The Exit Condition Report must be completed and signed by the tenant as soon as practicable after the end of the tenancy agreement. The tenant should inspect the premises thoroughly while completing the report to ensure it is as accurate as possible. The tenant should then give the Exit Condition Report to the landlord as soon as possible.
After receiving the Exit Condition Report, within 3 business days the landlord must sign the report, indicate on the report any parts they do not agree with, and return a copy to the tenant. The landlord must keep a copy of the Exit Condition Report signed by both the tenant and landlord for at least 1 months after the end of the tenancy agreement.
Once the Condition Report has been signed by both the tenant and landlord, the Tribunal or Court will assume it is an accurate record of the state of the premises unless other evidence overrides it. If the tenant and landlord disagree with a part of the Exit Condition Report, then the Tribunal or Court will not automatically assume that the report is accurate regarding that part.
Can I make changes to the standard form Condition Reports?
In addition to the standard form Condition Reports, tenants and landlords can attach additional information to provide a more comprehensive account of the general condition of the premises.
For example, if a part of the premises is not included in the standard form Condition Report, then either party may add an additional document recording the state of that part. Further, it is common and good practice for tenants and landlords to take pictures of the premises at either the beginning or end of the tenancy to provide a visual record in addition to the written report.
If additional information is attached by the tenant or landlord, the other party should indicate whether they agree that it is an accurate record of the condition of the premises.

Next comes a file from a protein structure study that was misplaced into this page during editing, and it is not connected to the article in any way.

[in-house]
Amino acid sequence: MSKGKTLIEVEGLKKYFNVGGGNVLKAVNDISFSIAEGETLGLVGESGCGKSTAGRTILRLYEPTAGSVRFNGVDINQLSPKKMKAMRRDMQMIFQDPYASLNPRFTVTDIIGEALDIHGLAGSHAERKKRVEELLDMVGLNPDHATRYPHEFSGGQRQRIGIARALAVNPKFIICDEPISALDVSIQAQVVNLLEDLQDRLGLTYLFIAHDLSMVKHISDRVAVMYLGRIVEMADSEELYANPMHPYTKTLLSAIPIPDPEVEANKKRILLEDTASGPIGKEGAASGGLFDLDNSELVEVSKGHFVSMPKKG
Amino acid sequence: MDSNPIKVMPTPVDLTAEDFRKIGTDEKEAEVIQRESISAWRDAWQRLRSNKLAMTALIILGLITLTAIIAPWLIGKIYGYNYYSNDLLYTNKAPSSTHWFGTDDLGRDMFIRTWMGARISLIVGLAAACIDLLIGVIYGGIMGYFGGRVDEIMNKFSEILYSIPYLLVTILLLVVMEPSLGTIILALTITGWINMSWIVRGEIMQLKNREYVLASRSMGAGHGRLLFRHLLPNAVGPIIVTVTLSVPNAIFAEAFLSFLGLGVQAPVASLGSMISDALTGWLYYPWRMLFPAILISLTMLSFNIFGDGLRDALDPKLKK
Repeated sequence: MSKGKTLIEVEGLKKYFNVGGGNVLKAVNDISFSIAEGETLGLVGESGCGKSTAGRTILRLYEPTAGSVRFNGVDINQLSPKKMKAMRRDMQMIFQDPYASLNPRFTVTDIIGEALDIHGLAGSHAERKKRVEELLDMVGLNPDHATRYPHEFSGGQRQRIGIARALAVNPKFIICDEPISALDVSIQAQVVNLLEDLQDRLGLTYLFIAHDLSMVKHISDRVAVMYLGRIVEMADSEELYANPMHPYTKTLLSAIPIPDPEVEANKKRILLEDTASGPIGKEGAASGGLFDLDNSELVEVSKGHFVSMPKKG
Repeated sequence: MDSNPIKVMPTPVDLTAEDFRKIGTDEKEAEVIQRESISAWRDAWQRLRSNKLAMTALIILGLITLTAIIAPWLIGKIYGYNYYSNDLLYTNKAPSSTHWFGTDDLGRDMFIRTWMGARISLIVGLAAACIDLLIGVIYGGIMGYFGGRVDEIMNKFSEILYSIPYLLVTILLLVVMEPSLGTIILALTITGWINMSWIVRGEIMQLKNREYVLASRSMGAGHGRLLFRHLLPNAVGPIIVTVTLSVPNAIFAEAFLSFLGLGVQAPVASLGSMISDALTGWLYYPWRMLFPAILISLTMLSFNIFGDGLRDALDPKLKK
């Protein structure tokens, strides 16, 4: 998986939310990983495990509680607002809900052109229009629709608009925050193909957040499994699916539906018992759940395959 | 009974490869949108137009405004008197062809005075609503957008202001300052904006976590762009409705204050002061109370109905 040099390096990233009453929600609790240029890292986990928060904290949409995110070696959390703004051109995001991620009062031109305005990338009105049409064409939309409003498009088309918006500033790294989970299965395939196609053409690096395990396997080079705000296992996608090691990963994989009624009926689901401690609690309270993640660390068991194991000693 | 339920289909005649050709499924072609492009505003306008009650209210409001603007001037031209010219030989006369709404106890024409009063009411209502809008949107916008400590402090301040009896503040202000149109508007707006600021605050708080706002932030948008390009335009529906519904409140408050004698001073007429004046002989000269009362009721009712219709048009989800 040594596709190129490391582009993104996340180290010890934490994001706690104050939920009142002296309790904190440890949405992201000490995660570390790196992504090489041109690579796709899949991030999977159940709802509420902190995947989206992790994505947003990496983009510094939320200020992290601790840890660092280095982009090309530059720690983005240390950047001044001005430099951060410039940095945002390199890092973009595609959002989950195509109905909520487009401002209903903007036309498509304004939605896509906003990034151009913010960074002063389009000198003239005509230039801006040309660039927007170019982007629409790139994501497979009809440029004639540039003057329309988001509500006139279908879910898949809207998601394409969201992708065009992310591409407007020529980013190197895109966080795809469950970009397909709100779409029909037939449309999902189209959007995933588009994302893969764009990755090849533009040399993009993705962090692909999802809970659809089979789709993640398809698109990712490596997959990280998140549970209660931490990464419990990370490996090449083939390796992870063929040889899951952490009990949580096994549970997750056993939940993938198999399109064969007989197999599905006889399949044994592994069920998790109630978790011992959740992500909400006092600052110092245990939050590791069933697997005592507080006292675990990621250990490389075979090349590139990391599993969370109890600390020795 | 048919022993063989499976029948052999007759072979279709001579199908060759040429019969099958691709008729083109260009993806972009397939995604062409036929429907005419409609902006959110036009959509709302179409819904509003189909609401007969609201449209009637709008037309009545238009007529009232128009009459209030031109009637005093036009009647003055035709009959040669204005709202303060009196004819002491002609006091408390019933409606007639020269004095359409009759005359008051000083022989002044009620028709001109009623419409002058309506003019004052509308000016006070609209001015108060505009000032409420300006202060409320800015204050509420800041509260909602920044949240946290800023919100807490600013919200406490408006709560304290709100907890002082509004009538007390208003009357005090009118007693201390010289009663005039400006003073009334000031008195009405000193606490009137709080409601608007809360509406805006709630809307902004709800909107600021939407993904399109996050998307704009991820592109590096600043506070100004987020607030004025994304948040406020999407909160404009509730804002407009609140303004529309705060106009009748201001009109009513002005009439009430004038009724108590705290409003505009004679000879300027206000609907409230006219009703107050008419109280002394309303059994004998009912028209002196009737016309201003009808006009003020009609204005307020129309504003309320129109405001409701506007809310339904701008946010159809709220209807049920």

How do Condition Reports work in co-tenancies?
Condition Reports are particularly important in co-tenancy arrangements as they help in attributing liability to individual co-tenants for any damage caused to the premises. Every time a co-tenant is removed from or added to a tenancy agreement, a new Entry Condition Report should be completed by the landlord, the continuing co-tenant(s), and the incoming or outgoing co-tenant(s).
By completing a new Entry Condition Report each time there is a change in co-tenants, liability can be more accurately attributed to the responsible co-tenant, especially if the damage is only recognised a long time after a former co-tenant has left the premises.
Is a new Condition Report needed if the tenancy is renewed?
If a tenancy agreement is renewed for the same premises between the tenant and landlord, a new Entry Condition Report must be completed before the second tenancy agreement begins. A new Entry Condition Report will provide a more relevant and recent appraisal of the premises and therefore reduce the likelihood of a dispute arising at a later point.
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These legal guides provide a brief summary and introduction of the laws and regulations affecting share accommodation. They do not cover all cases in all legal jurisdictions and might not apply in your specific share accommodation situation. It is important that you use this information as a guide only and seek independent Legal Advice or consult the Relevant Acts. We do not accept any liability that may arise from the use of this information.